The study of 42,687 patients with atrial fibrillation (AF), one of the most common forms of abnormal heart rhythm, finds that those admitted outside of normal operating hours (9am-5pm, Monday-Friday) have a 10 percent increased risk of dying in the next five years. The research was adjusted to account for external factors which could influence death rates, such as age, gender, ethnic group, and the most common causes of mortality in the UK.
‘Heart failure patients discharged from hospitals during the weekends have a 32% increased risk of dying over the next five years than those discharged during the weekdays.’
Normally, the heart's natural pacemaker sends out a regular electrical impulse that travels through the heart. But when someone has AF, impulses fire off from different places in the atria causing chaotic electrical activity, which makes them have an irregular, and sometimes fast, pulse. AF affects about one million people in the UK - or 1.7 percent of the population - but many more are undiagnosed and don't know they have it.
In a separate study, the researchers also looked at 31,760 heart failure patients discharged from hospitals in the north of England at weekends, finding a 32 percent increased chance of dying over the next five years compared to those sent home during regular weekday hours.
Across the UK there are more than 500,000 people diagnosed with heart failure.
Heart failure is a disabling condition and severe heart failure can have a worse life expectancy than many cancers. It is most commonly caused following a heart attack when the heart muscle suffers irreparable damage and can no longer pump blood efficiently around the body. In severe cases people with heart failure are left unable to perform regular day to day activities like walking upstairs or are left breathless, even when resting.
Sadly, up to a third of patients admitted to hospital with heart failure will die within twelve months (2).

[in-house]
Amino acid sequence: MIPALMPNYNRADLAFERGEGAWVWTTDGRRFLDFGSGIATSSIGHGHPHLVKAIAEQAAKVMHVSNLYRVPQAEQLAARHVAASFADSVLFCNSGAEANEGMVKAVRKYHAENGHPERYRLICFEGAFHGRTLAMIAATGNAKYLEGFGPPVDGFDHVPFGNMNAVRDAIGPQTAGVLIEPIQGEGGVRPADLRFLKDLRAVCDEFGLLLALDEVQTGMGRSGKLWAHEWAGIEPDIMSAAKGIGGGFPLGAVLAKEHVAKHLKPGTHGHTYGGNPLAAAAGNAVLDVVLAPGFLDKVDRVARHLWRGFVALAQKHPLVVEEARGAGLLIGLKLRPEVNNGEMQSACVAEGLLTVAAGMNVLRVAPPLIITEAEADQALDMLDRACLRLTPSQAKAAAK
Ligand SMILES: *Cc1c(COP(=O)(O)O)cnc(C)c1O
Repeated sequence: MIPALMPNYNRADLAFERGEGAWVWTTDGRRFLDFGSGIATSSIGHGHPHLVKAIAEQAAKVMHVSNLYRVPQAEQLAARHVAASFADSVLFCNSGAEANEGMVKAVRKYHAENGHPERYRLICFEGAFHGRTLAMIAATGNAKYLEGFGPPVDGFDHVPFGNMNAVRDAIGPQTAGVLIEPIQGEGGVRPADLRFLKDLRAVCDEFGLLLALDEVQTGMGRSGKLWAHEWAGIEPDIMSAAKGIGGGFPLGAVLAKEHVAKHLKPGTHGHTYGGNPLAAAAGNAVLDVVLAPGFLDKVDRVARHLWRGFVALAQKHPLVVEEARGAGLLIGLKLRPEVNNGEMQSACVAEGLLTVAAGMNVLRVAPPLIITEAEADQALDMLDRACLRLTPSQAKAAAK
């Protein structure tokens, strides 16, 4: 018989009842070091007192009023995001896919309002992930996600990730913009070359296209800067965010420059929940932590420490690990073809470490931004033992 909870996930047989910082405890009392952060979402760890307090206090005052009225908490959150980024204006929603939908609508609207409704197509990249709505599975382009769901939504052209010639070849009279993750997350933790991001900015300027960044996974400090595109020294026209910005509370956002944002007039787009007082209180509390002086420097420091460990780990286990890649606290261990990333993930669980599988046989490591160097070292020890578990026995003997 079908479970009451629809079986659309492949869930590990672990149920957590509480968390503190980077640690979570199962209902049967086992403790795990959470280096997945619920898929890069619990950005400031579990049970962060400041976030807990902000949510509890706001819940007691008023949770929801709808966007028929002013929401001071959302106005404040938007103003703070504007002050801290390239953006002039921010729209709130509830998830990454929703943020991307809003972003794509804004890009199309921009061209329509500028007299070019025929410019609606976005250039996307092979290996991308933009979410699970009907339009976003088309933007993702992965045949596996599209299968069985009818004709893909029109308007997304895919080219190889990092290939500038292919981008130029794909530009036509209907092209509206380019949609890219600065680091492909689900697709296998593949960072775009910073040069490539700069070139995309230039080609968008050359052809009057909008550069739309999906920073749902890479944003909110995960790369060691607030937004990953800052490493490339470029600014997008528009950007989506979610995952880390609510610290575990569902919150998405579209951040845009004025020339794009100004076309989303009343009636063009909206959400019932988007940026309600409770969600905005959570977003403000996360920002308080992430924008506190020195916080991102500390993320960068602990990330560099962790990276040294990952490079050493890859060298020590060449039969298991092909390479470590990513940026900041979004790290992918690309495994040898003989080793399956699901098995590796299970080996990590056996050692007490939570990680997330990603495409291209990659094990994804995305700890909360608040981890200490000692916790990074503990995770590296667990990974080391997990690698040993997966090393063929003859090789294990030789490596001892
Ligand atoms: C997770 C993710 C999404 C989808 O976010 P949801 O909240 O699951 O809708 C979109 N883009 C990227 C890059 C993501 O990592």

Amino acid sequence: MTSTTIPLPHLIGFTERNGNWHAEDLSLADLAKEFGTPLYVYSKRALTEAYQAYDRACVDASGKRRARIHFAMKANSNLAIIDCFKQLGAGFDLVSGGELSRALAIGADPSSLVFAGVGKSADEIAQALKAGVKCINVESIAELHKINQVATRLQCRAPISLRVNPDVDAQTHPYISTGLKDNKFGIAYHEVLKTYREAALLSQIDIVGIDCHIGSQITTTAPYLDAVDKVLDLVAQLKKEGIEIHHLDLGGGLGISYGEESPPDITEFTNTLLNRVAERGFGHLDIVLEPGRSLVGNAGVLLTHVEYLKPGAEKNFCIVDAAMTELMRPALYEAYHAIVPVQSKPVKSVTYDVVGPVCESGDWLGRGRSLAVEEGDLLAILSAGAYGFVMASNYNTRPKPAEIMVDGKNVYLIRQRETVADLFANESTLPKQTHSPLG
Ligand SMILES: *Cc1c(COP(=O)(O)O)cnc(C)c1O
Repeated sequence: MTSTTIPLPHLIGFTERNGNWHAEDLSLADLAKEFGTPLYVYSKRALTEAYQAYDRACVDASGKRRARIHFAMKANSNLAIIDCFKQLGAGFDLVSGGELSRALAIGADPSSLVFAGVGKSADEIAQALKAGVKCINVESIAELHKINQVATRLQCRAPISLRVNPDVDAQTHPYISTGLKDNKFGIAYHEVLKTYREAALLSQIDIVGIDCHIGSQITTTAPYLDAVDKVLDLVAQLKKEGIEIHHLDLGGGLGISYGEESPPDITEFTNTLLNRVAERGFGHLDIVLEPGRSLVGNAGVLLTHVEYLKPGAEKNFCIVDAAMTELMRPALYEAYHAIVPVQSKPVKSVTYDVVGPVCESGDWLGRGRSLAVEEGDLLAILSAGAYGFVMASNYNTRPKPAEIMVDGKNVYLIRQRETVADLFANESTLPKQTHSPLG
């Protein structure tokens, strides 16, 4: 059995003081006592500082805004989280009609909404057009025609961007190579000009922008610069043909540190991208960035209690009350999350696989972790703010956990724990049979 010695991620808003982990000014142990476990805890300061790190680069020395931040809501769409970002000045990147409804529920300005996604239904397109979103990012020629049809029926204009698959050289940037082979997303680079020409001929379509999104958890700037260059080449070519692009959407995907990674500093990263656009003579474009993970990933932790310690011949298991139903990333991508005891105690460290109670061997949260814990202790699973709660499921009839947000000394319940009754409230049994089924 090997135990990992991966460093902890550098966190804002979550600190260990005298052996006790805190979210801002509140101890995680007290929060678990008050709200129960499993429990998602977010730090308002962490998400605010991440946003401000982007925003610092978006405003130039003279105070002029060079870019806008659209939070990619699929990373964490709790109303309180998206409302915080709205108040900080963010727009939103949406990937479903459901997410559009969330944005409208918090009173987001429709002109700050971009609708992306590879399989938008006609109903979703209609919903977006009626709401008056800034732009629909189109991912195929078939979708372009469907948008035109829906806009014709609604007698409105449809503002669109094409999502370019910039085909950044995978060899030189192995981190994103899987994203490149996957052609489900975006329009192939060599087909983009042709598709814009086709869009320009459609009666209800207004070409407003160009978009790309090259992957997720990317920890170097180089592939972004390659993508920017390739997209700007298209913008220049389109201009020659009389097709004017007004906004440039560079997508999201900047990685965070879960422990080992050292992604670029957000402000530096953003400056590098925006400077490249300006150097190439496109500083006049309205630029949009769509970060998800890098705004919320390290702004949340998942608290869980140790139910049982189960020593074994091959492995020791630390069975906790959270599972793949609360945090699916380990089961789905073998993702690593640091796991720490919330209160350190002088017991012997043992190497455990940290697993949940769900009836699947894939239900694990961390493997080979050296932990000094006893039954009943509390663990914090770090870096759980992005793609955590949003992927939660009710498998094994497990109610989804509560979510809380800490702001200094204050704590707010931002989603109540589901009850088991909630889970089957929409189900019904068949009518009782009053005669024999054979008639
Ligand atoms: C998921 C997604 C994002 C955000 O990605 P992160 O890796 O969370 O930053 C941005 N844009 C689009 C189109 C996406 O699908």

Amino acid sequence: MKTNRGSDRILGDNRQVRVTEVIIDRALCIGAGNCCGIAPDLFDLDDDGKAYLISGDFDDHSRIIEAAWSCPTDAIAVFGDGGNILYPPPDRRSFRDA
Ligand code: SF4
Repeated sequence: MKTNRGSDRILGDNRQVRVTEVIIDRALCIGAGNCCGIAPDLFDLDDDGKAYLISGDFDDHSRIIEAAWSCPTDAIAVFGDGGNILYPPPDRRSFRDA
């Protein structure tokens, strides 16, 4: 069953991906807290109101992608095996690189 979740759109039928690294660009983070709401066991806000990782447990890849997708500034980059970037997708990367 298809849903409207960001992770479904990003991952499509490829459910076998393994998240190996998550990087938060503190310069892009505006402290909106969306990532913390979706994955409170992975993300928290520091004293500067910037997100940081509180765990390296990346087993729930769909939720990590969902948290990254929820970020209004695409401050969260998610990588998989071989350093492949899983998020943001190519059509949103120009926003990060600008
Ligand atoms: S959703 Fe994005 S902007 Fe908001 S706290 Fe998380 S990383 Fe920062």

Dr Rahul Potluri of Aston University's Medical School, said, "This study shows that the weekend effect is very much a reality for those suffering two of the most prevalent heart conditions in the UK. These patients are, quite simply, more likely to die if admitted or discharged outside regular hours, and that trend is particularly noticeable for the weekend.
Dr Paul Carter, presenting author at the BCS Conference, said, "We took steps during this study to ensure that the comparison between the two groups was as fair as possible."
"It is interesting that both being admitted or discharged from hospital on the weekend confers an increased risk, and one which is sustained in the long-term. We cannot comment on the underlying reasons for this from our study, but it suggests that the level of support provided at weekends, from all teams involved in healthcare - in the hospital and in the community should be addressed."
Dr Potluri added, "What this research shows is that the weekend effect is not a universal phenomenon. Across the two conditions, we studied, its impact was varied, suggesting it can't be tackled effectively by blanket improvements to care."
"Further research is urgently needed to assess what the implications of the weekend effect are for individual conditions before any costly changes to services are implemented."